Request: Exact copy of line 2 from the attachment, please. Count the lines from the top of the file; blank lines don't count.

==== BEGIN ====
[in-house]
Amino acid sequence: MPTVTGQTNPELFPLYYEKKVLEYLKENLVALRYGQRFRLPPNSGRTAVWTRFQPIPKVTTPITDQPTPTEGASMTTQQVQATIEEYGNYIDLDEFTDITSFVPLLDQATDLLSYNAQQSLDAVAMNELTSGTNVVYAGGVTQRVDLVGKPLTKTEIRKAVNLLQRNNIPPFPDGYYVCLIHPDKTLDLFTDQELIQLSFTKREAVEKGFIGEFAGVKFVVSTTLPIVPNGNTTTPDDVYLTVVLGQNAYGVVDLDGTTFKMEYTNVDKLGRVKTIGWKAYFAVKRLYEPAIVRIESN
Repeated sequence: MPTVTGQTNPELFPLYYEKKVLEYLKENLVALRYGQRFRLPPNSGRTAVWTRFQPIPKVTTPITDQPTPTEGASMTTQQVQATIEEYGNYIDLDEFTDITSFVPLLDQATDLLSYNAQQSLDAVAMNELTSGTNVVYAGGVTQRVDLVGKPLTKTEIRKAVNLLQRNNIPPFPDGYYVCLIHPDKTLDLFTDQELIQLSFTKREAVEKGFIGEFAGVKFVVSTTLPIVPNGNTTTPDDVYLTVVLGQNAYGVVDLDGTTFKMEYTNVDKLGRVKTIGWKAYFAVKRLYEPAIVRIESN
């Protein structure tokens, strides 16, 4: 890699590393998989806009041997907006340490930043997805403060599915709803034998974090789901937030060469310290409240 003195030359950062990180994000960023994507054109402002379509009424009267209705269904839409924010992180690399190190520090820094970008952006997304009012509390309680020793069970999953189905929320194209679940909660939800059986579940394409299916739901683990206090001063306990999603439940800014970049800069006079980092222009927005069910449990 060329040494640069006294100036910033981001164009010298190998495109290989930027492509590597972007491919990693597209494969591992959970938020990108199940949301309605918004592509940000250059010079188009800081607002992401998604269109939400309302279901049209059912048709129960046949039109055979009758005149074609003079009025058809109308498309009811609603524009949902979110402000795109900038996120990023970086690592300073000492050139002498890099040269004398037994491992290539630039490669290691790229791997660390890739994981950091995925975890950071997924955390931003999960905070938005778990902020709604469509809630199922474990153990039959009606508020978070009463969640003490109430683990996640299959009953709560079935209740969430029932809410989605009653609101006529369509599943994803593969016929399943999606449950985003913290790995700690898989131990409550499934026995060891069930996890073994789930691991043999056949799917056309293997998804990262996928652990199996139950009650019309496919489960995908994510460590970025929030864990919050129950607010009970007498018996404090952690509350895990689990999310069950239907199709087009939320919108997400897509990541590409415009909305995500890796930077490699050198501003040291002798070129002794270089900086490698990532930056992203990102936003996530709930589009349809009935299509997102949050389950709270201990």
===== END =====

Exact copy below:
Amino acid sequence: MPTVTGQTNPELFPLYYEKKVLEYLKENLVALRYGQRFRLPPNSGRTAVWTRFQPIPKVTTPITDQPTPTEGASMTTQQVQATIEEYGNYIDLDEFTDITSFVPLLDQATDLLSYNAQQSLDAVAMNELTSGTNVVYAGGVTQRVDLVGKPLTKTEIRKAVNLLQRNNIPPFPDGYYVCLIHPDKTLDLFTDQELIQLSFTKREAVEKGFIGEFAGVKFVVSTTLPIVPNGNTTTPDDVYLTVVLGQNAYGVVDLDGTTFKMEYTNVDKLGRVKTIGWKAYFAVKRLYEPAIVRIESN